MehliensSeptember 22, 2015 10:43 AM

So you are saying because the movie has stuff in it that isn't totally realistic its an insult to everyones intellect? You are full of shit and you are a waste of everyones time.

JoshSeptember 22, 2015 11:02 AM

"solid scifi piece" ... "isn't totally realistic". I'm unable to follow your reasoning. I guess it's all the shit?

MehliensSeptember 22, 2015 11:10 AM

Yes it is solid Scifi. Not in the sense of hardcore realistic scifi but from a cinematic point of view. I don't even claim it to be great or anything but it is much more than just a bunch of unrealistic stupid scenes that some claim it to be. As in the typical Scott style fairytale / comic flavor that one would know from his films since Alien, Legend and Blade Runner etc. How is that hard to get?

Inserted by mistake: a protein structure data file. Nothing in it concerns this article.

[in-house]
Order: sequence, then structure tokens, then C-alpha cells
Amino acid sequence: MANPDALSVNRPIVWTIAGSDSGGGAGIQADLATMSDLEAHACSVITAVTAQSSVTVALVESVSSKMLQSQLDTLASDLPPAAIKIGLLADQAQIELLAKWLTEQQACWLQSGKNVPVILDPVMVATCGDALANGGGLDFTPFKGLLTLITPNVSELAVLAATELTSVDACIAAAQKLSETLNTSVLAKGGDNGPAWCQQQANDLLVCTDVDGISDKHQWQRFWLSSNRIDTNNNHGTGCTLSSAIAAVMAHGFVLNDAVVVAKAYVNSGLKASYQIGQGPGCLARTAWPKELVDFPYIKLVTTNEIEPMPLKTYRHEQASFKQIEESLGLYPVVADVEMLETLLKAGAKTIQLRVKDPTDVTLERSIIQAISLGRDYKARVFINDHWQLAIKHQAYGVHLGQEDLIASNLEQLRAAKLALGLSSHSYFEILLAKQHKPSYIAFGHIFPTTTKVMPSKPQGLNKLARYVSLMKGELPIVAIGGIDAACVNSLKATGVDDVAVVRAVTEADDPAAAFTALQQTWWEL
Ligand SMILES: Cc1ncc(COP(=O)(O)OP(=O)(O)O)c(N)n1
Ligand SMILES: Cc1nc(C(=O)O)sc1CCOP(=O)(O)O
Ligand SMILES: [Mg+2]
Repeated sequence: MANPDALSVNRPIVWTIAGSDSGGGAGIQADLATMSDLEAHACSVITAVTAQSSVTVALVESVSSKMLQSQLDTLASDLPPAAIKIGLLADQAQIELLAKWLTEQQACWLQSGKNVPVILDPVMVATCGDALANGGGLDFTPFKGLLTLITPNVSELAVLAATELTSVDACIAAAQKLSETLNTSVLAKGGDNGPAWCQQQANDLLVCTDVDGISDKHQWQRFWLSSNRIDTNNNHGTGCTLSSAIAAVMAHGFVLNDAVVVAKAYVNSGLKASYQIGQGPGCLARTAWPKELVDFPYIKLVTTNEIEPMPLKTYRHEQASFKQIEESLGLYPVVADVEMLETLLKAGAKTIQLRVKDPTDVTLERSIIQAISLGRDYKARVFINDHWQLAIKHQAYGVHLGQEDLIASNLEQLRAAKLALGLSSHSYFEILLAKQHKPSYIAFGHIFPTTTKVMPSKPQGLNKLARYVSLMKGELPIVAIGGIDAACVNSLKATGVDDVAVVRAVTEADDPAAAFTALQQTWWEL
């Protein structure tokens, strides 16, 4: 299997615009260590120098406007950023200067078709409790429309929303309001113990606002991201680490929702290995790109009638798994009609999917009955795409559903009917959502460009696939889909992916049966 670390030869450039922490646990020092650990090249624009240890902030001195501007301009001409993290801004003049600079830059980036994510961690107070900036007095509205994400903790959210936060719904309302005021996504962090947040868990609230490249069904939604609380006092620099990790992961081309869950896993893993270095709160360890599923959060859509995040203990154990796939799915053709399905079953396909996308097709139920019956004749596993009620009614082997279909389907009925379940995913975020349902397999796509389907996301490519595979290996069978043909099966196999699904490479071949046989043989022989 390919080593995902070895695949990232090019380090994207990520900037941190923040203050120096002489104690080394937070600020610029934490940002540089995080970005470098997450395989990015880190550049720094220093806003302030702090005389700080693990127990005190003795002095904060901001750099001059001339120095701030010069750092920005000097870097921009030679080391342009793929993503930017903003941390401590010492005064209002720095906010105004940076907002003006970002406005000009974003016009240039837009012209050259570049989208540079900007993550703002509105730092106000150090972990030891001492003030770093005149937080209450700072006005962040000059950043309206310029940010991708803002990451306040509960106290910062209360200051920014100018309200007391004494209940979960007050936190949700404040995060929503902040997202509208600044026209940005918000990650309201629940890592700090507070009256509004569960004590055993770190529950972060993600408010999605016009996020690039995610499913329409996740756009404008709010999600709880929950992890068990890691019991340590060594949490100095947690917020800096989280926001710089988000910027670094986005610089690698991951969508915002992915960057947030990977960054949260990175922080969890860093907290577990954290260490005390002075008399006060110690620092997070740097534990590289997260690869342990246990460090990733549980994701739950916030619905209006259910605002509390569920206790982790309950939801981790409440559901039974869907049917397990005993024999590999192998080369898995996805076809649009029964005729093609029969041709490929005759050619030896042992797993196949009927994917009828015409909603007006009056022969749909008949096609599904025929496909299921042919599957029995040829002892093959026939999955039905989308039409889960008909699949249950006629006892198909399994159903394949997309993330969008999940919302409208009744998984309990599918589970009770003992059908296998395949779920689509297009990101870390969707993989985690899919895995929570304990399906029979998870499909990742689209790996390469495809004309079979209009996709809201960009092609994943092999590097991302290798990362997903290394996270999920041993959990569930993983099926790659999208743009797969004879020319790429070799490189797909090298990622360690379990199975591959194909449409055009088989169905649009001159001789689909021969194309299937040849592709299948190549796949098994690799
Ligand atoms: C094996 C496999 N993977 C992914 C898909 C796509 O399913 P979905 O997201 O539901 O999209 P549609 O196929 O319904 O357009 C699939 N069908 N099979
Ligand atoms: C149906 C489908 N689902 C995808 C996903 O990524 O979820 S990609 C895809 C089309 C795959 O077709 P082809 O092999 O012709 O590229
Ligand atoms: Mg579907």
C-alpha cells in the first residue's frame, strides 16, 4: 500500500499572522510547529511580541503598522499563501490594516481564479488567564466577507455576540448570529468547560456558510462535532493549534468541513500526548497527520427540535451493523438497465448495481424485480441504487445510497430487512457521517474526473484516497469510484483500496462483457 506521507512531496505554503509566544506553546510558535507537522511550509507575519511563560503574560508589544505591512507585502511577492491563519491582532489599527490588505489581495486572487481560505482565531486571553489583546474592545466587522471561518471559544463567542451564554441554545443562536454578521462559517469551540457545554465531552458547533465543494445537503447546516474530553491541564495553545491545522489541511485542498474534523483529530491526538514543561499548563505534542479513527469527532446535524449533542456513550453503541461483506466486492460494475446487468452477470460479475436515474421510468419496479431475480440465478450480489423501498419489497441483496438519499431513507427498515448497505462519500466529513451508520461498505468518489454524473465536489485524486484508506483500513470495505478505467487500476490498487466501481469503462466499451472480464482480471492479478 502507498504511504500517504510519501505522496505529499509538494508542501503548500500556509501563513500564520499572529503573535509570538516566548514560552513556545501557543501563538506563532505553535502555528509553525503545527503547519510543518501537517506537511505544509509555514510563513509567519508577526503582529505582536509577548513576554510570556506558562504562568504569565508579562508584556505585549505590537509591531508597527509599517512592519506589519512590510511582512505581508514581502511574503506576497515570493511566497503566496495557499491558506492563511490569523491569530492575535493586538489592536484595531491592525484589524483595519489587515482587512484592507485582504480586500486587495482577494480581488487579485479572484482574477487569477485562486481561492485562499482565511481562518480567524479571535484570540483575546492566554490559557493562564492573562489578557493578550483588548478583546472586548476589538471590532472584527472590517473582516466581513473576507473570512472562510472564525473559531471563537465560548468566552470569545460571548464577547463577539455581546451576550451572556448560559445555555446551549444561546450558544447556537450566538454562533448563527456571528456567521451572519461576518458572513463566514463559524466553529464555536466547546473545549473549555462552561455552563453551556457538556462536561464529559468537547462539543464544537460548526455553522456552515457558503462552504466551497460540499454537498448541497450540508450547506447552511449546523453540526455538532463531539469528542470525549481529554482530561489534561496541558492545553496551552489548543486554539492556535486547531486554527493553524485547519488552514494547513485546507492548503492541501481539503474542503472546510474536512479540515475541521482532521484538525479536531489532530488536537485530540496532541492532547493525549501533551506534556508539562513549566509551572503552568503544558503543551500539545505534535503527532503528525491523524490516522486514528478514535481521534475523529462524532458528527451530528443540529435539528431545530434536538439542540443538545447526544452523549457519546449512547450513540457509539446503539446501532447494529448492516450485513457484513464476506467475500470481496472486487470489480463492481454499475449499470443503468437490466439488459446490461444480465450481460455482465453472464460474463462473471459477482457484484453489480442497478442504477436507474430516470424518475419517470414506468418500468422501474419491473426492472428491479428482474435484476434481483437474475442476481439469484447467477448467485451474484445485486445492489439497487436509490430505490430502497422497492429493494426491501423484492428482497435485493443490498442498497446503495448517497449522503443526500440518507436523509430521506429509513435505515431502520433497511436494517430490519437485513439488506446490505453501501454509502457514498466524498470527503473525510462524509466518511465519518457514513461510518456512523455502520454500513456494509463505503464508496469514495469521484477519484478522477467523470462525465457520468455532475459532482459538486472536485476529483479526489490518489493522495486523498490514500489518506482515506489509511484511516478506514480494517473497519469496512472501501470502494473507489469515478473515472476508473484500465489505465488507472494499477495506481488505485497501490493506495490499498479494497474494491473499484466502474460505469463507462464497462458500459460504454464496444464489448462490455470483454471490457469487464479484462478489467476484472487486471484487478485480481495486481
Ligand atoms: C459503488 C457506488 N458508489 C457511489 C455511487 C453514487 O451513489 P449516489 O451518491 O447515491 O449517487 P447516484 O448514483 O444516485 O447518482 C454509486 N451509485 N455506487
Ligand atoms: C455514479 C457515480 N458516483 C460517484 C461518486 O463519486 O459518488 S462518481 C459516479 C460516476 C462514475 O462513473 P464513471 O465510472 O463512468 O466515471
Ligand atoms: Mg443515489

JoshSeptember 22, 2015 11:23 AM

Yes it is solid potato. Not in the sense of a round tuber potato, but from a farmers point of view.

MehliensSeptember 22, 2015 11:35 AM

Idiot troll

DustyKramKramSeptember 22, 2015 2:19 PM

Yay. Sounds like Ridley Scott's made his fourth good film.

billydakingOctober 17, 2015 4:47 PM

Also, I like the initial scene with the Chinese scientists, where they decide to leave the government out of their decision, because they'll know what the government wants and want they want to do weren't going to be the same.

Kinda the same decision the rest of the Aries crew makes to mutiny.

iagrmcNovember 21, 2015 2:26 AM

Right, except, as I said, in this case it was in the novel.